Promote data retention limits

In accordance with the GDPR, data processors are obliged to delete data in line with a prescribed retention period. Again, the purpose the data was initially collected for plays a crucial role here: once it is fulfilled, the data has to be erased. DLP tools help you to detect data that is not in use anymore and can give admins the ability to take remedial actions such as deletion or encryption.

Prevent loss and unauthorised access

The GDPR makes companies legally responsible for data breaches. So, anytime a data leakage or a data theft happens your company can be held accountable. The implementation of DLP softwares helps you to educate employees about the way they handle data by either restricting data transfers to externals or blocking them completely when they take place outside of the companies’ networks. 

Maintain data protection standards

Not only the way your own company manages data privacy is crucial for GDPR compliance, but also the security standards that your external data processors have implemented. The use of DLP tools facilitates the examination of all your data-in-transit through scans that operate according to filters. These filters can be based on the data protection standards. DLP solutions also help you to identify data breaches, report them and take the right remedial actions. 


Data protection has many layers and is often time-consuming to execute, especially for end-users that don’t have a lot of experience in IT security. DLP solutions help to fill this gap by giving employees the ability to self-remediate their (mostly) honest mistakes in the handling of data, without penalising them. Our next generation Cloud DLP solution does exactly that. Accordingly, our solution helps you with GDPR compliance throughout your whole company and heavy penalties can be avoided – by identifying, understanding and protecting sensitive data as well as giving the right tools to employees to remediate the issues themselves. As a consequence, theoretical frameworks like policies are enforced in the real world by your employees.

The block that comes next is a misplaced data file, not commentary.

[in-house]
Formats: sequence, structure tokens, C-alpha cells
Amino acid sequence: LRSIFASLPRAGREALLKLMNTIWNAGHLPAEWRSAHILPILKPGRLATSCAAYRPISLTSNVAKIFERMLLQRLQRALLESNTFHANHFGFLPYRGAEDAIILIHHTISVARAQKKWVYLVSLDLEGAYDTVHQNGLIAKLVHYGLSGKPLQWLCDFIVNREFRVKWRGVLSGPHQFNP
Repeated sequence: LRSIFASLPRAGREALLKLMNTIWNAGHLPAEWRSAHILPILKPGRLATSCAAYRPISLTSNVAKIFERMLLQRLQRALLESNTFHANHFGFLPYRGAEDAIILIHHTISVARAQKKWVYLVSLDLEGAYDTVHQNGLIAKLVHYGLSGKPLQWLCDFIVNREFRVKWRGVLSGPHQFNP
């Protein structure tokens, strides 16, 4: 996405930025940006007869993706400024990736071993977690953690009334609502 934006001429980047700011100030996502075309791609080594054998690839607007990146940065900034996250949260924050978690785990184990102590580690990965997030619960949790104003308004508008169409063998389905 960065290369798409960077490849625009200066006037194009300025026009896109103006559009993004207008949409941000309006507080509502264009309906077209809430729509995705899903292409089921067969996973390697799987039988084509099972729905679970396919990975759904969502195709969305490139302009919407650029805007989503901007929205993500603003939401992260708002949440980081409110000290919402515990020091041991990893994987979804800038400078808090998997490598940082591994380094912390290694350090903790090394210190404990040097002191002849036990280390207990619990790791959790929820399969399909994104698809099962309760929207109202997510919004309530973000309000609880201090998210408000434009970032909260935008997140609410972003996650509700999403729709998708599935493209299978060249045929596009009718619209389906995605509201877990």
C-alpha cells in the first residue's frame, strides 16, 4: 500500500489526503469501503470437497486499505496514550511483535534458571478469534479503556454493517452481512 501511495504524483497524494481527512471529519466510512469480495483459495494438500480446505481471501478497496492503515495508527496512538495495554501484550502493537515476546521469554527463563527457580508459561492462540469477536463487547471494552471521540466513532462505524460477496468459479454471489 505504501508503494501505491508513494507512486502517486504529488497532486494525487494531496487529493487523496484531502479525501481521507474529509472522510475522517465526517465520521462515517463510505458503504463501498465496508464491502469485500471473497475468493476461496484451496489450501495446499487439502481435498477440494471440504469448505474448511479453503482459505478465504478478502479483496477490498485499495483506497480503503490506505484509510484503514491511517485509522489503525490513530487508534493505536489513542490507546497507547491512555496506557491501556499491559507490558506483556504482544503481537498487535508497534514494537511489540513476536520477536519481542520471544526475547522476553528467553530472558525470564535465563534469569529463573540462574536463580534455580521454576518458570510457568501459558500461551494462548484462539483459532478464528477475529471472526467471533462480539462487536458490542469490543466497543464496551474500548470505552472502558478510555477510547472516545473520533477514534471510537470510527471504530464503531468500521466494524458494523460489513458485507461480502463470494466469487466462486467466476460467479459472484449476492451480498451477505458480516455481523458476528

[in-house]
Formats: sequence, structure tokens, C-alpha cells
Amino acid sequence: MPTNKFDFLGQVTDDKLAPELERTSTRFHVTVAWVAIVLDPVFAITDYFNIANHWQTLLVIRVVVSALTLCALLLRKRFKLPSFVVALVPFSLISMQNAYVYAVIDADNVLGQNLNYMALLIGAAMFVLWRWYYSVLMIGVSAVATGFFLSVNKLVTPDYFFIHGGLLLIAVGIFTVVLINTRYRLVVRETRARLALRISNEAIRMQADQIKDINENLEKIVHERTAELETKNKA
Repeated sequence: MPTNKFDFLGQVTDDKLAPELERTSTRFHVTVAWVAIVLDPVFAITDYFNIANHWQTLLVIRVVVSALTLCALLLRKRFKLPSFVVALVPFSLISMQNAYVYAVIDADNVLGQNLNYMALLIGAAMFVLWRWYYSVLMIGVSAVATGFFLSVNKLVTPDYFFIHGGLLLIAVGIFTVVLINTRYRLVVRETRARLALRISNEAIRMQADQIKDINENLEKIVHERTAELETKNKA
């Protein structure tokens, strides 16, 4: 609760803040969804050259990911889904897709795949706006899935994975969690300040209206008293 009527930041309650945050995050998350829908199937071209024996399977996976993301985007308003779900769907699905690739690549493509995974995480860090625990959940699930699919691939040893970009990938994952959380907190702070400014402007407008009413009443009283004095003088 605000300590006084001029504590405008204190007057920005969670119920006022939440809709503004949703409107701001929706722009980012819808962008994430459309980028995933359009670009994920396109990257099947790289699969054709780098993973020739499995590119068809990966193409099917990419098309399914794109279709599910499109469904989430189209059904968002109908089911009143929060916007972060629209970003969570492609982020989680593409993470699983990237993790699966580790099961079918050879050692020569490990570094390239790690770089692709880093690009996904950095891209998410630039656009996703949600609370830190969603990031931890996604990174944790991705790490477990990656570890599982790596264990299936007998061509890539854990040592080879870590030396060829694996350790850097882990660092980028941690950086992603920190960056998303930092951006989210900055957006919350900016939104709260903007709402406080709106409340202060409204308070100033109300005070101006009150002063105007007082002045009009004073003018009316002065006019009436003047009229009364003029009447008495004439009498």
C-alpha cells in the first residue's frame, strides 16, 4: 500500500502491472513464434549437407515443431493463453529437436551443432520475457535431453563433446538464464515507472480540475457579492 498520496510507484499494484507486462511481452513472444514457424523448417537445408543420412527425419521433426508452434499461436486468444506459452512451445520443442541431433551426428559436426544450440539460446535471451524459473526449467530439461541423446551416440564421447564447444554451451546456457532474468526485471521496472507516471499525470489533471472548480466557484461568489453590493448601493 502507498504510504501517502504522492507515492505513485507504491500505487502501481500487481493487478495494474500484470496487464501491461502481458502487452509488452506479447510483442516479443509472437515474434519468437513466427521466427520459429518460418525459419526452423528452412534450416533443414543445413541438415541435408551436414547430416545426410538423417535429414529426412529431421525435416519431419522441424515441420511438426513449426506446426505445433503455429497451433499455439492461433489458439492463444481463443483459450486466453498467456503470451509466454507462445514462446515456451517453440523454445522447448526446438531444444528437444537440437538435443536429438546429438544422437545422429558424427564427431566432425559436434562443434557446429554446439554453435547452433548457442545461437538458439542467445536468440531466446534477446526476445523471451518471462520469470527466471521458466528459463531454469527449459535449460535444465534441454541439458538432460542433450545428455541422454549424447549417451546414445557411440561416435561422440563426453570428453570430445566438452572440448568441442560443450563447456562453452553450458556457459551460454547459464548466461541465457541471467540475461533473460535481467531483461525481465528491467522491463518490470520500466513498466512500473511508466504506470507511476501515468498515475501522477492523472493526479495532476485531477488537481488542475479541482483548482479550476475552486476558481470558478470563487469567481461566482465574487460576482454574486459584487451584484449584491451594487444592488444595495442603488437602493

What makes our DLP solution so special? It offers an all-in-one solution for your cloud apps that can be deployed easily in your own environment: You can see value within 10 minutes. It works agentless, and because of the self-remediation possibilities it has no performance impact and can monitor and identify structured as well as unstructured data with low false positive rates of between 5-10 percent. 

Are you looking for a DLP solution to help you with GDPR compliance?

Contact us now for a free discovery call at!

Share this article


The adaptation of a company to the requirements established in the new GDPR can be a slow and tedious process. Among the novelties that the new regulation establishes, it also introduced the obligation to name a role that gives us a lot to talk about these days: Data Protection Officer or DPO. But what does this mean and why is it important to know?

Article written by

Lisa Hofmann

Chief of Legal Operations de Pridatect | Especialista legal certificada en protección de datos por la institución alemana de servicios relacionados con la seguridad TUEV. Con amplia experiencia en ayudar a empresas en el cumplimiento de la privacidad.

Related articles



Would you like to receive regular updates on data protection and GDPR? Subscribe to our newsletter and you will be the first to receive our new blog articles, webinars and ebooks.

Free Webinars